Hungryroot says it will help you get dinner on the table fast, and it definitely lives up to that promise. My order included four recipes—a turkey burger, vegan tacos, a salmon grain bowl, and chickpea pasta with meatballs. Not counting the time spent boiling pasta water, none of these took me more than 10 minutes to put together. Grains and meats were pre-cooked, so the only real work was warming the ingredients, preparing the produce, and plating the meal.
It’s a starting point for culinary experimentation
One of my favorite things about Hungryroot is that it encourages improvisation. Yes, it gives you simple recipes and all the groceries you need, but it also suggests extra ingredients to add and encourages you to make adjustments. It doesn’t feel like Hungryroot is trying to keep you dependent on their weekly supply of recipes. Instead, they give you plenty of room to experiment, and provide you with enough food that you will likely have groceries left over.
I loved that it felt like Hungryroot was encouraging me to integrate new grocery items and ideas into my regular diet, instead of making me rely entirely on pre-packaged, pre-portioned ingredients, and on a very specific list of curated recipes.
What I don’t like about Hungryroot
My meal satisfaction varied
While I enjoyed every meal I tried from Hungryroot, some of my meals were much more substantial than others. The salmon grain bowl was super satisfying, but the vegan tacos could’ve used one or two extra fillings (I wish I had thought to bulk it up with some fillings of my own!). The tacos in particular felt pretty straight-forward. To justify their inclusion in the box, I wish they’d either been more substantial, or more stand-out.
Some meals played it safe
While I enjoyed my meals and found them refreshingly stress-free, about half of them felt like meals I’d likely be making anyway. It was fun to try chickpea pasta, but rotini and meatballs are so well integrated into my diet already, it didn’t really feel necessary to receive them in a specialized delivery box. I tossed in some zucchini to add extra freshness and crunch to the pasta, and I was glad I did.
Hungryroot provides a great starting point for lots of meals, but I think you’ll have your best experience if you’re willing to add extra ingredients to some of the simpler meals—or if you care more about convenience than novelty.
How much does Hungryroot cost?
The cost of your Hungryroot haul will vary, but the average hovers between $60 and $100. My meals were $9.99 per serving, so requesting 8 meal servings and a handful of snacks took me to around $84. For the most up-to-date pricing, check out the plans available on Hungryroot’s website.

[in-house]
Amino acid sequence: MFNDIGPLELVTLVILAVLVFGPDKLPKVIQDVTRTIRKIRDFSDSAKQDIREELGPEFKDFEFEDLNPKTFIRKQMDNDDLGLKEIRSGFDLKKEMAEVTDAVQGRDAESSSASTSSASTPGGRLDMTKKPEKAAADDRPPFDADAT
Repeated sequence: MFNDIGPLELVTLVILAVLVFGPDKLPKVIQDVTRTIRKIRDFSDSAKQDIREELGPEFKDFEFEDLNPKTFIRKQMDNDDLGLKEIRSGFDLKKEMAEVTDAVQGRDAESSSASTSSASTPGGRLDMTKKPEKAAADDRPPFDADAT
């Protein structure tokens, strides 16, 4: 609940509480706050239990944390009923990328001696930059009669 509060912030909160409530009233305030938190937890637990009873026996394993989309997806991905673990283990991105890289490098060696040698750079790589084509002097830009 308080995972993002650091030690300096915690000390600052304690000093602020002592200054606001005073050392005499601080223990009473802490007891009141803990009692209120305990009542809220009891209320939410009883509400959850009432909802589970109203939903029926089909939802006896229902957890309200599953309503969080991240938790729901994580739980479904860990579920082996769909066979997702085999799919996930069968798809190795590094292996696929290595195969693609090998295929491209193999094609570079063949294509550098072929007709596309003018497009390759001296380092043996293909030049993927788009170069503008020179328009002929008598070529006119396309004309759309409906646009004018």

Is Hungryroot a good way to plan meals?
Whenever I try a new subscription box or delivery service, I ask the same questions: Who is this for? Is it worth the money? Is it providing something that I couldn’t easily get for myself?
As someone who enjoys both cooking and grocery shopping, it’s easy for me to be skeptical of specialized grocery services. When you sign up for an automated delivery service, you do give up some control over what you’re getting. That being said, I tried Hungryroot at the exact moment I needed it.
The week I tried Hungryroot was also one of my first weeks of back to graduate school. Between school and work, I was feeling busy, tired, unmotivated to cook, and unhealthy. It was a real gift that Hungryroot made it possible for me to continue eating meals that felt healthy, tasted great, and fit with my dietary preferences—and only took 10 minutes out of my down time.
The meals I tried from Hungryroot were pretty similar to my normal diet, but there were enough standout and unique items to make the experience fun and fresh. As with practically any subscription service, Hungryroot is probably going to cost you more than it would to go bargain-hunting. Considering the amount of food I received and the quality of the items, though, it felt like a pretty reasonable price tag. Which leaves me with my final question—who is this for?
I think that Hungryroot is perfect for a very specific demographic. It makes a lot of sense for people who want to eat well, but don’t have enough time, motivation, or interest to cook elaborate meals.
To my surprise, in the week that I tried Hungryroot, I fell squarely in this demographic. I probably won’t be that person every week—in general, I really enjoy taking my time with meal planning, grocery shopping, and cooking. But at this moment, when nothing sounds better than alternating sleeping and eating delicious, wholesome meals, Hungryroot has been perfect.
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Prices were accurate at the time this article was published but may change over time.